Jo Kirk is the Resident Creator at The Long Room studio in rural Rutland, where she experiments with paper, printmaking and design. All of Jo’s papercuts are drawn and then cut by hand with a very sharp scalpel. Her intricate designs are often inspired by nature, the sea, seasons and literary texts. Jo moonlights as a teacher and when she is not drawing or chasing smallish children around, can often be found with her nose in a book, cup of tea in hand.
Jo also takes on personal commissions and can customise particular pieces on request.
She frequents Instagram @thelongroom and can be contacted via her Etsy shop and Facebook page.
This beginner’s festive star wreath mainly uses straight lines and so it is a good introduction to basic paper cutting technique. The middle of the design can be filled with a precious photo, saying or festive greeting – perfect for your own decorations or gifting to someone special!
Tools and Supplies
- craft knife or scalpel
- spare blades
- cutting mat
- square picture frame
- acrylic spray paint
- glue stick or spray adhesive
- drawing compass or circular template (eg sellotape roll)
- template print-out on paper of choice
- backing mount paper cut to the size of your frame
- Star Wreath Outline Template
- Merry Christmas Greeting Template
Before you start working through the instructions, here are some handy hints to make your first attempt at papercutting that little bit easier…
- Always work from the back of your design to avoid unsightly pencil or print marks on the front of your papercut
- Always pull the blade of your knife towards you. Slowly rotate the cutting mat or papercut as you cut any curves, so that you never have to pull the knife away from your body
- Always use a sharp blade, otherwise you are likely to rip the paper or tear your design
- Always cut a design out starting with the smallest, most detailed areas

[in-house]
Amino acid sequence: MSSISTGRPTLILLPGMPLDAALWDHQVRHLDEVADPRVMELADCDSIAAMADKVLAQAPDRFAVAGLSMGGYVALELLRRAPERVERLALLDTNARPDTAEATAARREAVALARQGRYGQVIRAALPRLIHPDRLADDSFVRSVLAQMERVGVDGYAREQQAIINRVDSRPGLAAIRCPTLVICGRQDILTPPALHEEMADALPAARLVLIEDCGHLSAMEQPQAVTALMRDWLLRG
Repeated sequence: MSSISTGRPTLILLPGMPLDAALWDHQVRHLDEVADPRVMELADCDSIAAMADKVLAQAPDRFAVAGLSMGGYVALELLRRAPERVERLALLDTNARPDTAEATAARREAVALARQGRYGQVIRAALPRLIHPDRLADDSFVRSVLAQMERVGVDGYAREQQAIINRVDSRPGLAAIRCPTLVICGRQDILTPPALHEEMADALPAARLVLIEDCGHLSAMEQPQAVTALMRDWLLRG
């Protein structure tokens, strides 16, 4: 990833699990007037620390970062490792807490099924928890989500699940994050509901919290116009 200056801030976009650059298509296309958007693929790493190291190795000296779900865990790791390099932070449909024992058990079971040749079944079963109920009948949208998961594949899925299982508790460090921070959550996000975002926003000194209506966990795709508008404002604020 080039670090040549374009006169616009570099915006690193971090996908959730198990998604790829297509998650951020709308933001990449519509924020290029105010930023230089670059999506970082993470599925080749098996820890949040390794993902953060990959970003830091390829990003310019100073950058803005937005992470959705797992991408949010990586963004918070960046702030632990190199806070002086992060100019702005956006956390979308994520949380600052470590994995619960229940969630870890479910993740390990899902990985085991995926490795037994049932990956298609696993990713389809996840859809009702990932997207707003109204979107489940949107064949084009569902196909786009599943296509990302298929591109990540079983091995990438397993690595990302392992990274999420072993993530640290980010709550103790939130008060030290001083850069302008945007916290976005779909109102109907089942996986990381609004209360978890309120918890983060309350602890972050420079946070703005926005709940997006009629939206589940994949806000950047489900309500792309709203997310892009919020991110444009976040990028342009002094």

- Choose the weight of your paper carefully. For heavier paper or card, you will need to exert more downwards pressure on the blade – this makes it harder to cut out complex designs. 120 – 160 gsm paper is ideal, but experiment with what feels best for you as everyone holds and uses a blade slightly differently
1. Gather together all the tools that you will need and make sure that you have printed the template onto the back of your chosen paper. You will be working from the reverse of the design in order to keep all the cutting lines hidden.
2. Using your craft knife, carefully cut out the smallest sections inside the wreath, between the stars. It is important to make these fiddly cuts at the beginning while the paper is most stable. Work your way carefully around the wreath, cutting and then removing these little sections with the tip of your blade.
3. Next, cut away the middle section of the wreath so that you have a hole in the centre of your design.
4. Finally, work around the outer edge of the wreath so that you are able to release the whole design from the paper. Ta dah! At this stage, you may decide to spray your star wreath with an acrylic spray paint – perhaps gold, silver or another festive colour. If you do this, make sure that you spray lightly to prevent the paper from buckling and distorting. Do this in a well ventilated room.
5. Now it is time to work on the centre of your star wreath. In this template there are two design options for the centre: a photograph or a Christmas greeting.
6. If you are using a photograph, draw a circle onto the reverse of your chosen photo. You can use a drawing compass or draw around a circular object – I have used a conventional roll of tape as my template. If you have cut an A4-sized wreath, then the approximate diameter of this inner circle needs to be 8 cm wide. Cut the circle out with scissors.
7. If you are using the Christmas Greeting template for your inner circle, print it out and then carefully cut out the lettering. (Remember you are working from the back of the design so at this stage the lettering is back-to-front.) Spray with acrylic spray if required.
8.Now that you have made the two key elements of your papercut design, it is time to frame your artwork. The method you use will depend upon the frame you have chosen.
Double glass frame: Your papercut will be sandwiched flat between two layers of glass and only needs attaching to the back sheet of glass with the smallest dab of glue, as the pressure and static will hold it in place.
- A simple mount: Use spray adhesive to carefully position and attach the wreath and the circle to the backing mount. Assemble the frame.
- A box frame: If you have a deep frame with a spacer inside, you can frame the papercut between the glass and a sheet of clear acetate. This will achieve a floating effect similar to that of a double-glass frame. Cut the acetate to the same size as your glass and then affix your papercut to the centre of the acetate with glue. Then fit the glass into the frame followed by the acetate, then the spacer, then the backing mount and finally the back of the frame.
Copyright Jo Kirk, The Long Room, October 2017. All rights reserved. Designs are provided for personal use only. Cannot be used for commercial gain.